|By VICKI JOHNSON
ATTICA, Ohio — The next farm bill is likely to focus on managing risk through revenues and conserving productive farmland, according to Carl Zulauf, an Ohio State University ag economist.
“There will be a farm bill. It’s a matter of what’s in it,” he said during a 2006-07 Policy and Outlook meeting last week at the Attica Fair-grounds.
“There’s a very different environment from any of the previous five farm bills I’ve been involved in,” Zulauf said. “In my 25 years I have never seen as many non-farm groups talking about the need for change.”
Zulauf said the public perception is that farmers are wealthier than people in other segments of the economy. He said farmers must understand that perception, whether or not they agree with it.
“The farm sector is in good shape economically right now,” Zulauf said, although livestock is hurting because of high corn prices.
After 75 years of improvements, several statistics show past changes have worked. The farm program began in 1934 as a poverty program to supplement farm incomes with money from the non-farm sector.
“It appears that the farm sector has approached equilibrium,” he said. “We should all be saying, ‘Hallejuah.’”
Data from the USDA show the incomes of farmers are higher than the incomes of the general public.
The data predates current crop price increases.
“It shows farm households are better off than non-farm households since the 1990s,” he said.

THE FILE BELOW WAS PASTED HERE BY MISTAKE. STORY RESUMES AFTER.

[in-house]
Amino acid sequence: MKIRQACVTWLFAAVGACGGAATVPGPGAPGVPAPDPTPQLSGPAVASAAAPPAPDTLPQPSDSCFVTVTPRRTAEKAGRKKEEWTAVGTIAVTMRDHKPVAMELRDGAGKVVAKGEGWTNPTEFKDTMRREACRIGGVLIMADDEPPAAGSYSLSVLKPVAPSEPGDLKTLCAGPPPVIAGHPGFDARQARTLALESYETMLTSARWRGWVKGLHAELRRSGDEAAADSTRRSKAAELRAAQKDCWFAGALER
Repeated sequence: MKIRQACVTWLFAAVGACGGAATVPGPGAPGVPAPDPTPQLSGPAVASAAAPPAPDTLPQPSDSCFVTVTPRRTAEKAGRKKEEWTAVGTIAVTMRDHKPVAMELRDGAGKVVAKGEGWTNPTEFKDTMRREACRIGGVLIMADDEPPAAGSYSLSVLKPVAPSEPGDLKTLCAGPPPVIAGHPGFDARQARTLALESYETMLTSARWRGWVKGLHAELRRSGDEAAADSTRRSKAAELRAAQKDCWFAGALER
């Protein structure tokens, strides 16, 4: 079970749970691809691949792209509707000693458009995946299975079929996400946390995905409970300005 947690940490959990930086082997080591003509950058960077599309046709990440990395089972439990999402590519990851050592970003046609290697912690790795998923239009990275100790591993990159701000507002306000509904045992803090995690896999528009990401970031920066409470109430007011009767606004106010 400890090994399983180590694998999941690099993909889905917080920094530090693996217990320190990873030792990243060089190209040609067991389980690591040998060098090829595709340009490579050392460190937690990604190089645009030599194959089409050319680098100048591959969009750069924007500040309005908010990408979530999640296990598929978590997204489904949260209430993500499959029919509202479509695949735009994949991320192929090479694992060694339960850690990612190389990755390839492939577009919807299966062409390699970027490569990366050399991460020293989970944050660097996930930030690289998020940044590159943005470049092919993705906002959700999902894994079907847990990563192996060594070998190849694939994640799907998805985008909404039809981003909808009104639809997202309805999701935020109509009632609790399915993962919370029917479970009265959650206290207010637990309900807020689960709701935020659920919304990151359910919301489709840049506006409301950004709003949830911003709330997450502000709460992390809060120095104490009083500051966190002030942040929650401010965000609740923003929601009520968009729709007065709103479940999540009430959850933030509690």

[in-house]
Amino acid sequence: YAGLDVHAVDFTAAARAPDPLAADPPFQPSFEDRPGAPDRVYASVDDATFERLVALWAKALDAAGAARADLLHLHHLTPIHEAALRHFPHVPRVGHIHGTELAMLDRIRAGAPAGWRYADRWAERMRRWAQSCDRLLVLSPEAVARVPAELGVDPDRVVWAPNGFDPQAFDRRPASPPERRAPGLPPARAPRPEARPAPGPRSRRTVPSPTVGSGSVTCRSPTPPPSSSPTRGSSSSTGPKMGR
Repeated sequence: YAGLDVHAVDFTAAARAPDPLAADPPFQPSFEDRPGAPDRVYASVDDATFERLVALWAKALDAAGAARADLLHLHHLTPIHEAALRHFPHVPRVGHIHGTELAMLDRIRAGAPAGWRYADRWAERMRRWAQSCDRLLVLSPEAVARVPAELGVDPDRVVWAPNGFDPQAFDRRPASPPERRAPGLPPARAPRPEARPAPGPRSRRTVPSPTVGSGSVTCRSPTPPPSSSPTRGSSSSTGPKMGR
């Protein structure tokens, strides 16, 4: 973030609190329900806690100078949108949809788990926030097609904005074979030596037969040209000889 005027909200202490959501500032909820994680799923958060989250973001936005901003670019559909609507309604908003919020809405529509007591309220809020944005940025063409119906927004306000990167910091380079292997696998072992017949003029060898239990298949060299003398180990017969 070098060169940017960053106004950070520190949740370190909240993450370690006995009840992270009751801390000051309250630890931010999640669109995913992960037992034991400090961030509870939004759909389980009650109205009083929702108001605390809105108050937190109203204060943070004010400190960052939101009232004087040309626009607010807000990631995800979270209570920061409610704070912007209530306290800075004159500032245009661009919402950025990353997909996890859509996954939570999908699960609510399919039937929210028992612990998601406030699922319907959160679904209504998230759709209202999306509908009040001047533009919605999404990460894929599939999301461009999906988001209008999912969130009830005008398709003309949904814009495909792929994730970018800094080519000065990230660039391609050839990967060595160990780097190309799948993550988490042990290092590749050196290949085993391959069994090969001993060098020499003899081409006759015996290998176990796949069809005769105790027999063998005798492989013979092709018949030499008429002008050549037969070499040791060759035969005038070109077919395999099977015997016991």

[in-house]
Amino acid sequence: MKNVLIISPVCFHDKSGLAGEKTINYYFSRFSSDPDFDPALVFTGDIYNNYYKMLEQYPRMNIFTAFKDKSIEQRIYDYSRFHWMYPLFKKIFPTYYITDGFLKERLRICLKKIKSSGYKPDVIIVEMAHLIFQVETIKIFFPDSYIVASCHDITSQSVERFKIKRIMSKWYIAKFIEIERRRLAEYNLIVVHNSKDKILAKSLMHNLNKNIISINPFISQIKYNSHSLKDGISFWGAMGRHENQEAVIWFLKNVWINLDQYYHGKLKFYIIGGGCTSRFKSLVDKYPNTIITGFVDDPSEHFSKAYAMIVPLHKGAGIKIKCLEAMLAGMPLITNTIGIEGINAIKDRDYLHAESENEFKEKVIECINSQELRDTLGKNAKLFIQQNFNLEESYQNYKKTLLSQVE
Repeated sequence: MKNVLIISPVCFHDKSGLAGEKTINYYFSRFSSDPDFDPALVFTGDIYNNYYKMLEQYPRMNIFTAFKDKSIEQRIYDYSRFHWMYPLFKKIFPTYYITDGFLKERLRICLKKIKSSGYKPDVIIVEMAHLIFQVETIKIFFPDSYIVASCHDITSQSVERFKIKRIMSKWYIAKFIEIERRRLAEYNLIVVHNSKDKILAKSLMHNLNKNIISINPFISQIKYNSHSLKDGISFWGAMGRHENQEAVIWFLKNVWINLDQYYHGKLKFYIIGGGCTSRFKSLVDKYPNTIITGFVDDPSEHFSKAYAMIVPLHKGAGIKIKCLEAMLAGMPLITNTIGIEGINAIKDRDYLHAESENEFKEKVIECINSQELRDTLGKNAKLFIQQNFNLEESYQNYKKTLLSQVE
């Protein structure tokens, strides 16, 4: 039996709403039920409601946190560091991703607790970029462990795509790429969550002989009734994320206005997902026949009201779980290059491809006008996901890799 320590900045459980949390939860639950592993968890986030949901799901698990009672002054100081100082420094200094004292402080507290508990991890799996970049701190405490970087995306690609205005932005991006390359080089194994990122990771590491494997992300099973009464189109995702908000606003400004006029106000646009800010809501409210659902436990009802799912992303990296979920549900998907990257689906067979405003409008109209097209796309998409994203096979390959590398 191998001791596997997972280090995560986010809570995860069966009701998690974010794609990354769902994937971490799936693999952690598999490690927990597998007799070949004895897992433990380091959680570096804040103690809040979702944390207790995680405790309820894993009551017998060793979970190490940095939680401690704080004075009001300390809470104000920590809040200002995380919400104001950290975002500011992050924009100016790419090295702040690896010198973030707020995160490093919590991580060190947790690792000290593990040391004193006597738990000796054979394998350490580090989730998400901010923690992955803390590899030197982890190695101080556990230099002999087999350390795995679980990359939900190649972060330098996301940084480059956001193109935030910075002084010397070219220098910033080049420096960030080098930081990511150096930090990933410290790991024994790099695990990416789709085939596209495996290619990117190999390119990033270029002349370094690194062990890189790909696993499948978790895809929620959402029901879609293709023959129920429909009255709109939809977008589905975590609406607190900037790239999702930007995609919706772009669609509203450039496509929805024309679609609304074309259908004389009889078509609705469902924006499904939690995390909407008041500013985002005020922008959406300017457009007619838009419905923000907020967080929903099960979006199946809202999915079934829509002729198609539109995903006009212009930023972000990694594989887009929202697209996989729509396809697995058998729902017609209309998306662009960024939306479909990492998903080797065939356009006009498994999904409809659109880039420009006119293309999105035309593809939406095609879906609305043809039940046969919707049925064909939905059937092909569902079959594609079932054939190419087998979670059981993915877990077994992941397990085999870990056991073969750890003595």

Although he sees problems with the data, he said it’s difficult to “sell” legislators the need for $20-$25 million in transfers from relatively poorer non-farm sector to the better-off farmers.
Large newspapers such as the Wall Street Journal and the New York Times have been critical of farm programs for that reason.
There is another difference in the environment surrounding this farm bill debate.
For the first time since 1981, Zulauf said, the farm community as a whole is not in agreement on the next farm bill.
Rice and cotton growers - which have been receiving the bulk of available money - would like the farm bill to remain as it is, while many others want change.
“There’s a huge disagreement among farm growers about what to do,” he said. “If farmers are not speaking with a unified voice, you open the door for non-farm sectors.”
Even farm sectors not normally included in the farm bill want to be heard, such as the fruit and vegetable growers and the livestock industry.
Non-farm voices come from conservation groups, which would like payments tied to conservation measures; international development groups; domestic food programs, which think money should go to the people poorer than farmers; and foreign governments, who see government payments as export subsidies and want them to stop.
“We could have a very nasty fight,” he said.
Zulauf said most legislators come from areas where farming is not a large factor.
“That is a fundamental problem,” he said. “That opens the door for change.”
Zulauf said the United States is only now seeing the effects of changes made in the farm program 10 years ago.
“It takes about 10 years to understand the impact of a policy change,” he said.
Statistics show spending for farm programs has switched steadily from 90 percent price supports in the 1961-1973 farm bill to only 41 percent price supports currently.
Instead, funds go toward risk management and fixed income payments.
Zulauf said the debate will begin in earnest next summer and the results will depend on conditions at that time.
“At that point a lot of it will depend on the price of corn,” he said.
This farm news was published in the Dec. 13, 2006 issue of Farm World, serving Indiana, Ohio, Illinois, Kentucky, Michigan and Tennessee.